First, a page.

If the effects of diastasis recti on your client’s wellbeing are emotional and psychological, you can be an important support for them. If you don’t feel equipped to speak with your client about this, or if your client requires specialized mental health support, consider supporting your client in finding a mental health specialist. 

Main Takeaways

Diastasis recti is a common condition that develops during pregnancy where the expansion of the abdominal area causes the abdominal muscles to separate in the middle. The classification and severity of the separation varies as do the symptoms of diastasis recti. Some women may not even notice the separation, while others may have debilitating symptoms such as incontinence, lower back pain, and body dysmorphic disorder. 

There are some methods for helping to prevent diastasis recti, including minimizing risk factors and engaging core muscles before and during pregnancy. However, it is unclear if and how diastasis recti is fully preventable. Treatment for diastasis recti includes physiotherapy and exercise as a first measure and potentially diastasis recti corrective surgeries. 

Fitness and health coaches can support clients by acknowledging the many ways that diastasis recti may affect their wellness, by offering to help them understand the condition, and by helping them navigate the health system and identify resources that may help them manage symptoms and seek specialized treatment.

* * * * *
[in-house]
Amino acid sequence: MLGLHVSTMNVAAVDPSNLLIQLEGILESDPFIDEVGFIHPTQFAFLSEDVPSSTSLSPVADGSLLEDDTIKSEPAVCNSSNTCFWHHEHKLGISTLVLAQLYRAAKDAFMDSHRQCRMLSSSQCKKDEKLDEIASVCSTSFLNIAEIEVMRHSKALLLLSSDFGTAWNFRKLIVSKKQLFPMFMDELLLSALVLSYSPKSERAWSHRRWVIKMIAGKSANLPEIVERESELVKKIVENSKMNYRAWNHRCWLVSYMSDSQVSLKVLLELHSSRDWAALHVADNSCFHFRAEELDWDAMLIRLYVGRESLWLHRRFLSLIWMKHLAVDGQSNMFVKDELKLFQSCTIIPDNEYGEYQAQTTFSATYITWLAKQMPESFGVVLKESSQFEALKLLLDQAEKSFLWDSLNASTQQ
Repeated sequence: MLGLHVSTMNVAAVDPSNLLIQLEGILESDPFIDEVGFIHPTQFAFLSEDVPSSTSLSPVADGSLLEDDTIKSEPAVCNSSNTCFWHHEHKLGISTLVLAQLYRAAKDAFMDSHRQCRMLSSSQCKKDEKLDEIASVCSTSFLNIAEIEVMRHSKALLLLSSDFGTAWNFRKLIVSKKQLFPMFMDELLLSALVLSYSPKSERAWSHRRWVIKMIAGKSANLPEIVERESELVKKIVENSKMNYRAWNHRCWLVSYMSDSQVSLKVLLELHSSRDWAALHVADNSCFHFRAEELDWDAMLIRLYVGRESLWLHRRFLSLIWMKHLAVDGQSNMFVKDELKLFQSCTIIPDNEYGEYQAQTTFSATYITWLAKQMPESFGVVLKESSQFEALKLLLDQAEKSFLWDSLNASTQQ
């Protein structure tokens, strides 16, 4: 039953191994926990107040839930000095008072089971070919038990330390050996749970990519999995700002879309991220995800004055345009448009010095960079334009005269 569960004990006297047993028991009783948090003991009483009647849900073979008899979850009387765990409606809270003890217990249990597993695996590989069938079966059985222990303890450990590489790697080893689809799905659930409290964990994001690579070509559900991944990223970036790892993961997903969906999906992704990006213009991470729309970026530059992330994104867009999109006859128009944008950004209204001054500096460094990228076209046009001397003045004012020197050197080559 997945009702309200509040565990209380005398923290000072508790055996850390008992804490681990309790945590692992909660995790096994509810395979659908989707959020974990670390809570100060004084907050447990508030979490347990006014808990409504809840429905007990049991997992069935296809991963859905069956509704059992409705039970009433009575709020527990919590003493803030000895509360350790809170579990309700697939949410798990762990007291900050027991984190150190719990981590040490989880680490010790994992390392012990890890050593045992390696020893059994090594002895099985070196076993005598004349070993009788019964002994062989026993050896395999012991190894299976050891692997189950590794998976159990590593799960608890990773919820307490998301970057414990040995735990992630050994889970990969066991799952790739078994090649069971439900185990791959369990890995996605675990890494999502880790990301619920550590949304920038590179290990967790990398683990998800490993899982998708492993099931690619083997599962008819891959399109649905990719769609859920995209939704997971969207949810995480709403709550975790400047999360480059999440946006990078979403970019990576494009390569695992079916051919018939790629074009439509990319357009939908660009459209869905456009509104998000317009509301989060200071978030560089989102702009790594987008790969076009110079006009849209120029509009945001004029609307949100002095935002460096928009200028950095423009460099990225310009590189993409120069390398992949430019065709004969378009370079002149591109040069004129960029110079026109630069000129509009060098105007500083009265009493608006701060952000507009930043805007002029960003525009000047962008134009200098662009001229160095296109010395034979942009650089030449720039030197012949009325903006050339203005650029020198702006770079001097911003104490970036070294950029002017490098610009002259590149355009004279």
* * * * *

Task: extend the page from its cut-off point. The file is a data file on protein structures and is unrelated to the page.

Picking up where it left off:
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References

  1. https://www.tandfonline.com/doi/abs/10.1080/09593985.2020.1849476
  2. https://pubmed.ncbi.nlm.nih.gov/30046291/
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  4. https://pubmed.ncbi.nlm.nih.gov/2968609/
  5. https://journals.lww.com/jwhpt/Fulltext/2005/29010/The_Effects_of_an_Exercise_Program_on_Diastasis.3.aspx?bid=AMCampaignWKHJ 
  6. https://doi.org/10.3389/fsurg.2019.00001 
  7. http://dx.doi.org/10.5281/zenodo.3228938 
  8. https://doi.org/10.3389/fsurg.2019.00065
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  10. https://journals.lww.com/greenjournal/Abstract/2014/05001/Postnatal_Exercise_Can_Reverse_Diastasis_Recti.352.aspx 
  11. https://www.tandfonline.com/doi/abs/10.1080/09593985.2020.1849476 
  12. https://europepmc.org/article/med/26204339
  13. https://doi.org/10.3389/fsurg.2019.00065 
  14.  https://doi.org/10.1016/j.surg.2016.05.035 
  15. https://www.ouh.nhs.uk/patient-guide/leaflets/files/11749Precti.pdf 
  16. https://doi.org/10.1007/978-3-319-27470-6_31